Brook Road, Thornton Heath, Surrey CR7
A modest portal framed church of the late 1960s, replacing a former Masonic Hall which had been acquired in 1903. The most notable feature of the church is a stained glass window by Joseph E. Nuttgens.
Thornton Heath grew as a suburb of Croydon after the arrival of the railway. The station was opened in 1861, at which time there were about 1,400 Catholics in the area. This number had quadrupled by the turn of the twentieth century, and in 1903 Fr John McKenna, rector of St Mary’s, Croydon, established a mission in a former Masonic Hall and dance hall in Beulah Road East (now Brook Road). This had been made possible by a donation from Miss Frances Ellis, who supported the building of a great many Catholic churches in South London in the early years of the twentieth century. The church was adapted and furnished for Catholic worship and opened in 1905. The dedication to St Andrew is unusual in a Catholic context, and may have been the wish of Miss Ellis, who had a patriotic devotion to ‘British’ saints.
The present church was built in 1968-69 at the instigation of the then parish priest, Fr Furey, on the site of the old church. The architects were Broadbent, Hastings, Reid & Todd of Twickenham and the builders Adams Brothers of Croydon. The church was designed to seat 480, about 200 more than the old church, and the total cost, including furnishings, was £46,000. A number of furnishings were brought over from the old church. Chief amongst the new furnishings was a stained glass window in the Blessed Sacrament chapel by Joseph E. Nuttgens.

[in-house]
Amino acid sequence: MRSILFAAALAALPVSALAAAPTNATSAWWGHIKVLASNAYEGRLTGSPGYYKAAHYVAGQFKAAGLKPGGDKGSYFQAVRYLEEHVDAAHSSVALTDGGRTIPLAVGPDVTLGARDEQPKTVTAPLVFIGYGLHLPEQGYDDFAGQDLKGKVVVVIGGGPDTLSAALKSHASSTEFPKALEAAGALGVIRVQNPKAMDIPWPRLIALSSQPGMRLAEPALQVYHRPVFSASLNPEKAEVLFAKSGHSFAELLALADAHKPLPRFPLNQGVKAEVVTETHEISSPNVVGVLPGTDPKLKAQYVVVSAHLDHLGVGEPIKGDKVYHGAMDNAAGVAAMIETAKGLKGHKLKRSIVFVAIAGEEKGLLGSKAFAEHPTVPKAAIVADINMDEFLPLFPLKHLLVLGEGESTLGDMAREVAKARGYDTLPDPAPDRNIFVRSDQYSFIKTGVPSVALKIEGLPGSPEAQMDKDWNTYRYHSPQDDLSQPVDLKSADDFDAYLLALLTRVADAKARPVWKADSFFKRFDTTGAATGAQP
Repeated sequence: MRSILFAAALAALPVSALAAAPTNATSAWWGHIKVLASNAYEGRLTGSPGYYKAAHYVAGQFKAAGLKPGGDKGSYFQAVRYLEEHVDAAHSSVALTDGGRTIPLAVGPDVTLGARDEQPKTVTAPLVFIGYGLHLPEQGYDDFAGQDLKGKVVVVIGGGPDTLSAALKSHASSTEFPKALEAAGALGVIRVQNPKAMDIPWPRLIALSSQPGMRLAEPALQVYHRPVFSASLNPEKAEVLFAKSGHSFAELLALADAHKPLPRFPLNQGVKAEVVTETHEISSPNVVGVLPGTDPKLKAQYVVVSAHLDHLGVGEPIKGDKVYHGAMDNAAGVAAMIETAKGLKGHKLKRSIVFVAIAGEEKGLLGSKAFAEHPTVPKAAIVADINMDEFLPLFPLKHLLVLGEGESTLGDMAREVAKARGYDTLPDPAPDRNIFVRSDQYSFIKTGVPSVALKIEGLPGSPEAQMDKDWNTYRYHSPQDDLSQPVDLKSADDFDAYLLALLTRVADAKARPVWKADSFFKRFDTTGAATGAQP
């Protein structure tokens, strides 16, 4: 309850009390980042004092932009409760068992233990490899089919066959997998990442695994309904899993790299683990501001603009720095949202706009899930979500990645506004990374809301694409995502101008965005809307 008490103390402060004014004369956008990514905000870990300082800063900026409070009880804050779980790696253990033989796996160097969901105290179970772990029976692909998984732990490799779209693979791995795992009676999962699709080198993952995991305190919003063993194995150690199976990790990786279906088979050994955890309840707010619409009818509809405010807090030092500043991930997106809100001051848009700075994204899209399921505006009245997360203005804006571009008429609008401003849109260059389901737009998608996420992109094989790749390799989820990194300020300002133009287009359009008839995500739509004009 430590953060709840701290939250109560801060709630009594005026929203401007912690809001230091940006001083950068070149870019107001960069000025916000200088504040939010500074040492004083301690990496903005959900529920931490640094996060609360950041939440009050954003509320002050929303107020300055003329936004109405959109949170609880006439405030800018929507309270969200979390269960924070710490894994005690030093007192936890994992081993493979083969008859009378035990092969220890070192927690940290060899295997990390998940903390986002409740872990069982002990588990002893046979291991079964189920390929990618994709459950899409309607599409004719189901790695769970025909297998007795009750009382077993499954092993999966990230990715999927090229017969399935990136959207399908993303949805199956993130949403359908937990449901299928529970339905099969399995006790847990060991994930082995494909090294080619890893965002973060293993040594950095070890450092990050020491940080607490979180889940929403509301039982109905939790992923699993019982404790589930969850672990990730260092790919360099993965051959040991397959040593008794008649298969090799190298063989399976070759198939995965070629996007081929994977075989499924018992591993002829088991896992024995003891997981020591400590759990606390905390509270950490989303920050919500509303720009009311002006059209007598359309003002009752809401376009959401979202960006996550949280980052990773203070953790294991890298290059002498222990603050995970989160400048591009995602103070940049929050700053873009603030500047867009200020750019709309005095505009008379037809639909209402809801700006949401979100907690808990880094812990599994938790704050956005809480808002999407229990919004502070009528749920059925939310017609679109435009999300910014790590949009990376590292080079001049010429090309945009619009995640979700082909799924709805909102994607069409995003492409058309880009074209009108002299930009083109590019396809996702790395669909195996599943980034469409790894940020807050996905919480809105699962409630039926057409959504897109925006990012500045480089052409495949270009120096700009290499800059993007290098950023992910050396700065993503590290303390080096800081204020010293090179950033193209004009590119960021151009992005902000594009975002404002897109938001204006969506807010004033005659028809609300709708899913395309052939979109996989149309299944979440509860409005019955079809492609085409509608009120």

In 1973 a new and enlarged parish hall was built on the site of the old one, linking through to the south transept of the church, to provide additional seating when required. The church was consecrated by Archbishop Bowen in 1980. The sanctuary was reordered by Tomei & Mackley, Architects, in 1981.
The church is a modern design, of portal frame construction with brick infill panel walls, faced externally with Dorking red bricks, with a shallow pitched roof. It is T- shaped in plan, consisting of a wide nave with narrow circulation aisle on the south side and two transepts facing towards the sanctuary (that on the south side opening onto the parish hall, to provide overspill seating). There is a continuous clerestory around the nave, the glazing at the west end following the line of the shallow pitched roof. There is a small metal cross on the west gable. In front of this is a flat roofed narthex, originally housing a baptistery on one side, with timber entrance doors and inset foundation stone to the left. At the east end there is a raised monopitch roof over the sanctuary area, providing additional height and light at that point. The external windows have all been renewed in uPVC.
The entrance lobby/lobby/crying room or narthex leads into a wide, light nave, with a narrow circulation aisle to the south, separated from the nave by wide square openings with square piers. Between the top of these openings and the clerestory Stations of the Cross are fixed to the wall. At the west end there is a depiction of St Andrew etched into the glass, with a blue saltire cross. The walls are plastered and painted white, the suspended ceiling is boarded. In the aisle is the shrine to Our Lady, reused from the old church, its surround clad with blue mosaics in 1981. Also in the aisle are carved wooden rood figures, from the old church.
The sanctuary furnishings largely date from the Tomei & Maxwell reordering of 1981. There is a high grey marble reredos panel against the east wall, incorporating a crucifix, and replacing a rather jazzy stencil painted reredos. The sanctuary floor is of white marble tiles with grey nosings and treads to the steps. The altar is that of 1969, of grey Italian marble. To the side of the sanctuary in the southeast corner of the church is the Blessed Sacrament chapel, incorporating on its south wall a large stained glass window depicting the Last Supper, by Joseph E. Nuttgens, 1968-69; the marble floor and the gold mosaics behind the tabernacle are from 1981.
Architect: Broadbent, Hastings, Reid & Todd
Original Date: 1968
Conservation Area: No
Listed Grade: Not Listed